'British Diets' and National Favourite Foods are Detrimental to Longer Life, Experts Warn

Edward Cooper
·2-min read

White bread, butter, jam, fruit juice and chocolate are some of the most popular 'British foods', but experts are warning that a diet heavy in these ingredients (and more) could be detrimental to life expectancy.

These high-calorie staples — sugar and sweetened drinks were also included — were identified in research from the University of Oxford that explored the relationship between products that are high in calories, fat and sugar and the correlation with heart disease risk.

Analysing data from the food diaries of over 116,000 people across an average of 4.9 years, the University of Oxford research team saw that 4,245 participants developed cardiovascular disease and had heart attacks or strokes. The diets regularly featuring high fat and/or high-sugar foods were linked to a higher risk of heart disease and even death.

The study, published in the journal BMC Medicine, saw that the risk of being closely matched with these dietary patterns could see heart disease risk hike by up to 40 per cent.

"The most common dietary guidelines are based on the nutrients found in foods rather than foods themselves and this can be confusing for the public," said Dr. Carmen Piernas, who worked on the study. "Our findings help identify specific foods and beverages that are commonly eaten in Britain and that may increase the risk of cardiovascular disease and mortality."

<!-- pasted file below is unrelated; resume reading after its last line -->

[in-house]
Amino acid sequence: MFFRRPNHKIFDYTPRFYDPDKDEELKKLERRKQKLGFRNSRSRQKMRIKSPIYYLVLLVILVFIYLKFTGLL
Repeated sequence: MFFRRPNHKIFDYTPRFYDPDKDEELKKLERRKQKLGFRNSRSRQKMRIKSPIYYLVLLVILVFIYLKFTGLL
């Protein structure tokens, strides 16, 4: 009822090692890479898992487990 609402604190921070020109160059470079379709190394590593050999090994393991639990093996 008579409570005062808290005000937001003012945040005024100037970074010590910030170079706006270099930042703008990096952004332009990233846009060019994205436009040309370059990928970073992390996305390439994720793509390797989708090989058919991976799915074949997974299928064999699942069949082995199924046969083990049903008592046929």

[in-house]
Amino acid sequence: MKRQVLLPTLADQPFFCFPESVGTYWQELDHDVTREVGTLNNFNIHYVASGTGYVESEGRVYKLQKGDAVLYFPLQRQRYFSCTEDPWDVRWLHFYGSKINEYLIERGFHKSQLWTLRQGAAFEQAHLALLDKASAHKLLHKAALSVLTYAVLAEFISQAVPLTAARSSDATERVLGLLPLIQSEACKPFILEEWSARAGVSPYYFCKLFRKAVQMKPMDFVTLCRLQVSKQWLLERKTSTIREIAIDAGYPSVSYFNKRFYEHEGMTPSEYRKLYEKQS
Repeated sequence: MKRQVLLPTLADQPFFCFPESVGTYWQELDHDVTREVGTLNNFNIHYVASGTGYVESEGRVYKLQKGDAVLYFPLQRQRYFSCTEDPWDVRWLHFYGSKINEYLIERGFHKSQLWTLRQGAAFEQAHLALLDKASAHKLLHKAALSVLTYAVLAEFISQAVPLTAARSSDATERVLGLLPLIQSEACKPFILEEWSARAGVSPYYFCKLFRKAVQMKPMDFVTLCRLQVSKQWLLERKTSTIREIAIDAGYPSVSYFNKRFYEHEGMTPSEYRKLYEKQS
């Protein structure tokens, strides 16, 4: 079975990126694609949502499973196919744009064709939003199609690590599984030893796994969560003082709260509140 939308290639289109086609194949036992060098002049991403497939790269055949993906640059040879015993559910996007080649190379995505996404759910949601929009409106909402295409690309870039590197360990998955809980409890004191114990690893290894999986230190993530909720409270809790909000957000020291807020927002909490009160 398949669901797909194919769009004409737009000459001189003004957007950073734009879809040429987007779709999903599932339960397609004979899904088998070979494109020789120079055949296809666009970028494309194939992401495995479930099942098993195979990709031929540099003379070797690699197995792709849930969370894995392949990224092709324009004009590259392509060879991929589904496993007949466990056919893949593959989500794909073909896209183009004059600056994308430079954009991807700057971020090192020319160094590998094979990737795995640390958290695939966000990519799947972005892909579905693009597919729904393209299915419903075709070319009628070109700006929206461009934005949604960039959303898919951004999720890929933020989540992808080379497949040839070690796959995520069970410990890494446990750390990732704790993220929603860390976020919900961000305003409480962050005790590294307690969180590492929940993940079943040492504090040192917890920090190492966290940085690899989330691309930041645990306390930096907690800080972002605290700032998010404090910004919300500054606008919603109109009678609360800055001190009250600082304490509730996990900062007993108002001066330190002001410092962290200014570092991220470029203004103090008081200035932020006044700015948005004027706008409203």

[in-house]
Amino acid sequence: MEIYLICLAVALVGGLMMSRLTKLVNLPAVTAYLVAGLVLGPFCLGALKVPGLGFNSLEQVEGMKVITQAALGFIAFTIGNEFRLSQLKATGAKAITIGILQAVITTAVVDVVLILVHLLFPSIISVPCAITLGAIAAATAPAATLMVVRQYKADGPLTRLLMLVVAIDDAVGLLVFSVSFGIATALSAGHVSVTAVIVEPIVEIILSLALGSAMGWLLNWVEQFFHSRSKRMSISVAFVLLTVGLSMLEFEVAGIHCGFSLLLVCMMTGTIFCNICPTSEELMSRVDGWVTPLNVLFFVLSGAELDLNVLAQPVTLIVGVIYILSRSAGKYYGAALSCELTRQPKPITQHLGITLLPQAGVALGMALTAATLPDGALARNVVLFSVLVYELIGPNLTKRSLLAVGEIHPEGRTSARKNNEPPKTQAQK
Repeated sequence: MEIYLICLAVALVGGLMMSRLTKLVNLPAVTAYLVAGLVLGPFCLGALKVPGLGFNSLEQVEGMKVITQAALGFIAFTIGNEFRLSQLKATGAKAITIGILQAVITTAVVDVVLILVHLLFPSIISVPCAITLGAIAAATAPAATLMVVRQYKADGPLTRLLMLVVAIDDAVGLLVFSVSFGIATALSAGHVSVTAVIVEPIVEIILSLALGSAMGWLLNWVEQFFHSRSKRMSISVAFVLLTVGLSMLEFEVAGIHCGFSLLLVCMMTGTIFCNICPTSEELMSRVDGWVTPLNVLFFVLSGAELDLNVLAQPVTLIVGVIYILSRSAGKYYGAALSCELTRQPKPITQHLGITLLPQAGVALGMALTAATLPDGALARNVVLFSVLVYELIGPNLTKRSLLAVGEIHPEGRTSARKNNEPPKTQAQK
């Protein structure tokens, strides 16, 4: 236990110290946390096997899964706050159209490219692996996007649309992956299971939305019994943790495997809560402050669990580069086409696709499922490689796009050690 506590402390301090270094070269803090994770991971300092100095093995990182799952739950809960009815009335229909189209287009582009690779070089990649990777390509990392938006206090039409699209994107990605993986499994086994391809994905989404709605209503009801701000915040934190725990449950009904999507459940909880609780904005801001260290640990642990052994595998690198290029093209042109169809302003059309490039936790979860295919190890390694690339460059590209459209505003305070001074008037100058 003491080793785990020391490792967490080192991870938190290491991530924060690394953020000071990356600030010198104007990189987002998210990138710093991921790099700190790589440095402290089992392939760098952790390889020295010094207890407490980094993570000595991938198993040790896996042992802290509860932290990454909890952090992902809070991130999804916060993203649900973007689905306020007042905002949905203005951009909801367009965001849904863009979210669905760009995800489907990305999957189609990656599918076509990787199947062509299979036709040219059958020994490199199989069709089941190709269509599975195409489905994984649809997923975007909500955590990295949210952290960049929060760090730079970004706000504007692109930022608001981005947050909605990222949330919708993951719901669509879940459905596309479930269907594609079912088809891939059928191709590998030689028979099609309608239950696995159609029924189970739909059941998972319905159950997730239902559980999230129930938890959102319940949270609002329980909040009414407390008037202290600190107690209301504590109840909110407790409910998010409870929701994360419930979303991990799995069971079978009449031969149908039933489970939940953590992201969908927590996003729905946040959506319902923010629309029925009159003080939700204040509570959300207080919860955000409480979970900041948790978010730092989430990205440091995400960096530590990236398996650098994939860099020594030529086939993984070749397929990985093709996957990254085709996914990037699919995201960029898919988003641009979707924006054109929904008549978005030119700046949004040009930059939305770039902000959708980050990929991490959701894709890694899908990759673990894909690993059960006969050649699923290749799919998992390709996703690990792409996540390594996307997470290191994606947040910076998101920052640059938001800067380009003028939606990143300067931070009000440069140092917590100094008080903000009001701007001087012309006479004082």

"Cardiovascular disease is one of the main causes of death and disability in the UK and poor diet is a major contributor to this."

"Our research suggests that eating less chocolate, confectionery, butter, low-fibre bread, sugar-sweetened beverages, fruit juice, table sugar and preserves could be associated with a lower risk of cardiovascular disease or death during middle-age."

"This is consistent with previous research which has suggested that eating foods that contain less sugar and fewer calories may be associated with a lower risk of cardiovascular disease. The findings of this study could be used to create food-based dietary advice that could help people eat more healthily and reduce their risk of cardiovascular disease."

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